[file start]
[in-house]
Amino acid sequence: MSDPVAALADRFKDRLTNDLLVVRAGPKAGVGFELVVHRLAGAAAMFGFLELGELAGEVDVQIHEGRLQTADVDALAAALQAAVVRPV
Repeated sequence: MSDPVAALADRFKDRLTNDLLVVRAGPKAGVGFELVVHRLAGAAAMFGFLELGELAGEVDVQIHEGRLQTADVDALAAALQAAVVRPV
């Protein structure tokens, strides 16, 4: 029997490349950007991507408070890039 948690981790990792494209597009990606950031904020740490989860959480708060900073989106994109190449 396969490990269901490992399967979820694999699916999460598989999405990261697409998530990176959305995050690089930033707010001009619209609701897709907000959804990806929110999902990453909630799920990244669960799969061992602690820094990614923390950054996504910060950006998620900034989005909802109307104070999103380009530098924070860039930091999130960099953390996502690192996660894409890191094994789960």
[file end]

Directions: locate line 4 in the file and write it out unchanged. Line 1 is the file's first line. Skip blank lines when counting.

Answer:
């Protein structure tokens, strides 16, 4: 029997490349950007991507408070890039 948690981790990792494209597009990606950031904020740490989860959480708060900073989106994109190449 396969490990269901490992399967979820694999699916999460598989999405990261697409998530990176959305995050690089930033707010001009619209609701897709907000959804990806929110999902990453909630799920990244669960799969061992602690820094990614923390950054996504910060950006998620900034989005909802109307104070999103380009530098924070860039930091999130960099953390996502690192996660894409890191094994789960």